To be fair, Florida had been experiencing a heavy load of rain over the weeks previous, so perhaps the swamps might have been, in other years, merely ankle deep.

Or perhaps the trail sections now ankle-deep in mud might have been, in other years, just a thin patina.

No matter. The trail is what the trail is on the day you choose to hike it, so hike it as it is you must.

I suppose I should be grateful for that first half day of dry; it marked the end of dry-anything for the rest of the week.

When I came to end of that first half day, it had gotten dark and I was navigating by headlamp and Guthook. The app told me that I was .1 from the tent sight I had been shooting for, but the trail ahead disappeared into a vast expanse of murky water. I shone my beam as far as I could, but there was no way to tell how far the water stretched, nor how deep it was. One thing was certain: I was not going to try to find out that night.

Unpacking my stuff and setting up my tent right on the trail, I wondered if any other hikers might happen by. Though unlikely, I thought they could walk around. Nothing to see here – just a deep dark swamp with suspicious splashing. As you were.

Turns out this was just the first in an endless cascade of varying types of water features through which the trail slopped.

There were the sinks – eroded craters set in limestone where the Aucilla River flowed, disappearing underneath your very feet only to reappear a half mile up ahead in a different hole.

There were deep gullies v’ed with water, steeply banked on either side; in one attempt to leap across, I miscalculate and am shredded by a nasty saw palmetto.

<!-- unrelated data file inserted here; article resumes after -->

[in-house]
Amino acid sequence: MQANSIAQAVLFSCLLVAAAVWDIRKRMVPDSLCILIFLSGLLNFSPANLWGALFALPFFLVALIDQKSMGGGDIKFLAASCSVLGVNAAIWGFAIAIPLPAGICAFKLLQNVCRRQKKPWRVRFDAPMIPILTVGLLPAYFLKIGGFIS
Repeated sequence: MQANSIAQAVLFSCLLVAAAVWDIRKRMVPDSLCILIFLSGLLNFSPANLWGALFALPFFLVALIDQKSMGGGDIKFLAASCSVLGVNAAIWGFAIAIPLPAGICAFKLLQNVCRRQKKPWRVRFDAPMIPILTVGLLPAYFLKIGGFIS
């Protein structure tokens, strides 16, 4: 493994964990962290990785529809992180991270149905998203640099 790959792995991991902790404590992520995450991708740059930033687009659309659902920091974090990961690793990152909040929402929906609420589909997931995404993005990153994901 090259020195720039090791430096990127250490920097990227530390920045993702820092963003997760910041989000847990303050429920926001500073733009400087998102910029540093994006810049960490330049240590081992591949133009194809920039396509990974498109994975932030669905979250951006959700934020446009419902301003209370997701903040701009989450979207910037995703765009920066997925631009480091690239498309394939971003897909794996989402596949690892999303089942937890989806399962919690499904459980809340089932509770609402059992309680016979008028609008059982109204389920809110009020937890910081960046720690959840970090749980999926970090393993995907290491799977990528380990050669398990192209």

There were levees, spillways, streams, flooded jeep tracks, the ever present swamps, rain, and even the St. Mary’s River, where hikers have to call a marina on the other side to be shuttled across.

It was no use trying to stay dry.

If the miles were to be hiked, there was only through. At times, my battered feet even enjoyed the soothing wet, though every morning was a struggle to wedge them back into cold, sandy shoes.

Later, when I get home, it takes multiple soaks before I trust my socks to the washer.

They’ll never be the same.

Community

This year, I am fortunate to run into a few thru-hikers and even hike some miles with them.

The Florida Trail is not one of the more popular of America’s long distance trails (see previous section), but it seems to be gaining in stature, particularly during Covid, when other types of travel are restricted.

It is impossible to stay on pace with them – they’ve hiked over 750 miles and I’m just out for the week – though I spend one morning chatting companionably with two young guns who, when they hear what I do for a living, ask, “Do they know their teacher is a bada**?”

Warm fuzzies.